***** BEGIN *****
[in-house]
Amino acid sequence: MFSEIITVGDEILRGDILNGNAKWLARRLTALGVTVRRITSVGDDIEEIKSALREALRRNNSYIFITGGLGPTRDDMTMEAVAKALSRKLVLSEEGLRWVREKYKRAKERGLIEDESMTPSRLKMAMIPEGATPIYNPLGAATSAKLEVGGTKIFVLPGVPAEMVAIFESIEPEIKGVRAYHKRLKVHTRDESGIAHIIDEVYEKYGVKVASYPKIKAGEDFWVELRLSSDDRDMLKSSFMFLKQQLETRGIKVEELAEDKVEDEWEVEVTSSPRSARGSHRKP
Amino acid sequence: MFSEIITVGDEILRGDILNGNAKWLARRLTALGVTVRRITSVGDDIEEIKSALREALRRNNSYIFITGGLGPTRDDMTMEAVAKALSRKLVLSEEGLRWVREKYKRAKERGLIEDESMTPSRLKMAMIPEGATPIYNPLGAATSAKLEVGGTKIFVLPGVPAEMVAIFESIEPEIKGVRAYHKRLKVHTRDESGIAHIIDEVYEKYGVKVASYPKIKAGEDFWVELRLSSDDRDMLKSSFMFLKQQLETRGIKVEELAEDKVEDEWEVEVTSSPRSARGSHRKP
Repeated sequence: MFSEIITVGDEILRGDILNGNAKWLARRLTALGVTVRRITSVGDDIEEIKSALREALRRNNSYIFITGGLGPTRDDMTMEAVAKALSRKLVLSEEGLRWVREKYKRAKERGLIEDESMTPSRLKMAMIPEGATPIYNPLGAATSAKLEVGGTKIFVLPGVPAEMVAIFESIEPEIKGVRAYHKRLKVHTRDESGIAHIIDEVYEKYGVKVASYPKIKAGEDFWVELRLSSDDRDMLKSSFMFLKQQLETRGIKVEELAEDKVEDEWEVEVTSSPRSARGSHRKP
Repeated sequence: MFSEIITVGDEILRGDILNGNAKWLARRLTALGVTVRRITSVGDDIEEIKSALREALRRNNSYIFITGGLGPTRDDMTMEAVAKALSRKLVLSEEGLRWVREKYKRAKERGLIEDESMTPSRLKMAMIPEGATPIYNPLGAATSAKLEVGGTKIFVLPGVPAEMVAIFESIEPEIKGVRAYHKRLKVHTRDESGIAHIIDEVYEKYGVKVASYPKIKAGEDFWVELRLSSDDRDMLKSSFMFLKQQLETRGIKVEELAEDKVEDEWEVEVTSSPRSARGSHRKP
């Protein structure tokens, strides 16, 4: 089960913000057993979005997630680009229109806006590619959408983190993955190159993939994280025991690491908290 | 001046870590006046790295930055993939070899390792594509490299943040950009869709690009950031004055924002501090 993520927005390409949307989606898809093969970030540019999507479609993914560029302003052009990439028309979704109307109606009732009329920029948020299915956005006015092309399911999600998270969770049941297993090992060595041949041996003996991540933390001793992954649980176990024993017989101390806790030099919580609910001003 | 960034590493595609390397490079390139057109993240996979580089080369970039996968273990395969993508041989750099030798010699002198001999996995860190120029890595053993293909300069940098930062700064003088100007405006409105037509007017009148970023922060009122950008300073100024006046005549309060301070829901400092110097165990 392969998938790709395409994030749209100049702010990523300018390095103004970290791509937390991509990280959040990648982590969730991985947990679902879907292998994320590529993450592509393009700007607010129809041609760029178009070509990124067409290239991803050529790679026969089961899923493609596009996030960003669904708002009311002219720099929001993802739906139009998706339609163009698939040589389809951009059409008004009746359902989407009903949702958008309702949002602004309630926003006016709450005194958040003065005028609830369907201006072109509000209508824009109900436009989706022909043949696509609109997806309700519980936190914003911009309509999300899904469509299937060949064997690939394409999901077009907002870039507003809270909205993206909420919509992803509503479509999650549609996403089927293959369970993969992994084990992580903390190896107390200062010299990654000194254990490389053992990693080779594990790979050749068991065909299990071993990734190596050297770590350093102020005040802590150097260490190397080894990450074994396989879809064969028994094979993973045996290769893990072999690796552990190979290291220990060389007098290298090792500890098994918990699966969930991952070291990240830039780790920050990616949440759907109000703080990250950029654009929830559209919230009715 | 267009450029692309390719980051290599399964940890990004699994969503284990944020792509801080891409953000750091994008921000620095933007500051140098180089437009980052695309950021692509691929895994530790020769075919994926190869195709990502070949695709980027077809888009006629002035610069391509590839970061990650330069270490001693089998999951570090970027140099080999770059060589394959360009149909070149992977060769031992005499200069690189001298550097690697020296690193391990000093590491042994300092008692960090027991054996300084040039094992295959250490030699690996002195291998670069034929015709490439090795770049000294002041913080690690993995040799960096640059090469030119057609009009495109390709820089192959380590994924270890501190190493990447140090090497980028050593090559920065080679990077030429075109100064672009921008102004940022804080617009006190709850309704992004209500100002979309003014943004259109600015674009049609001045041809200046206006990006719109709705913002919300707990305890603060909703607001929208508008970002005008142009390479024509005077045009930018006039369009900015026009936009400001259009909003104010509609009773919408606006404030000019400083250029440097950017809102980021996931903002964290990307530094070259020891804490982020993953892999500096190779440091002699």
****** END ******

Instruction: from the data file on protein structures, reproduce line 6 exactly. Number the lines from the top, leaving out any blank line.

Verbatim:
């Protein structure tokens, strides 16, 4: 089960913000057993979005997630680009229109806006590619959408983190993955190159993939994280025991690491908290 | 001046870590006046790295930055993939070899390792594509490299943040950009869709690009950031004055924002501090 993520927005390409949307989606898809093969970030540019999507479609993914560029302003052009990439028309979704109307109606009732009329920029948020299915956005006015092309399911999600998270969770049941297993090992060595041949041996003996991540933390001793992954649980176990024993017989101390806790030099919580609910001003 | 960034590493595609390397490079390139057109993240996979580089080369970039996968273990395969993508041989750099030798010699002198001999996995860190120029890595053993293909300069940098930062700064003088100007405006409105037509007017009148970023922060009122950008300073100024006046005549309060301070829901400092110097165990 392969998938790709395409994030749209100049702010990523300018390095103004970290791509937390991509990280959040990648982590969730991985947990679902879907292998994320590529993450592509393009700007607010129809041609760029178009070509990124067409290239991803050529790679026969089961899923493609596009996030960003669904708002009311002219720099929001993802739906139009998706339609163009698939040589389809951009059409008004009746359902989407009903949702958008309702949002602004309630926003006016709450005194958040003065005028609830369907201006072109509000209508824009109900436009989706022909043949696509609109997806309700519980936190914003911009309509999300899904469509299937060949064997690939394409999901077009907002870039507003809270909205993206909420919509992803509503479509999650549609996403089927293959369970993969992994084990992580903390190896107390200062010299990654000194254990490389053992990693080779594990790979050749068991065909299990071993990734190596050297770590350093102020005040802590150097260490190397080894990450074994396989879809064969028994094979993973045996290769893990072999690796552990190979290291220990060389007098290298090792500890098994918990699966969930991952070291990240830039780790920050990616949440759907109000703080990250950029654009929830559209919230009715 | 267009450029692309390719980051290599399964940890990004699994969503284990944020792509801080891409953000750091994008921000620095933007500051140098180089437009980052695309950021692509691929895994530790020769075919994926190869195709990502070949695709980027077809888009006629002035610069391509590839970061990650330069270490001693089998999951570090970027140099080999770059060589394959360009149909070149992977060769031992005499200069690189001298550097690697020296690193391990000093590491042994300092008692960090027991054996300084040039094992295959250490030699690996002195291998670069034929015709490439090795770049000294002041913080690690993995040799960096640059090469030119057609009009495109390709820089192959380590994924270890501190190493990447140090090497980028050593090559920065080679990077030429075109100064672009921008102004940022804080617009006190709850309704992004209500100002979309003014943004259109600015674009049609001045041809200046206006990006719109709705913002919300707990305890603060909703607001929208508008970002005008142009390479024509005077045009930018006039369009900015026009936009400001259009909003104010509609009773919408606006404030000019400083250029440097950017809102980021996931903002964290990307530094070259020891804490982020993953892999500096190779440091002699």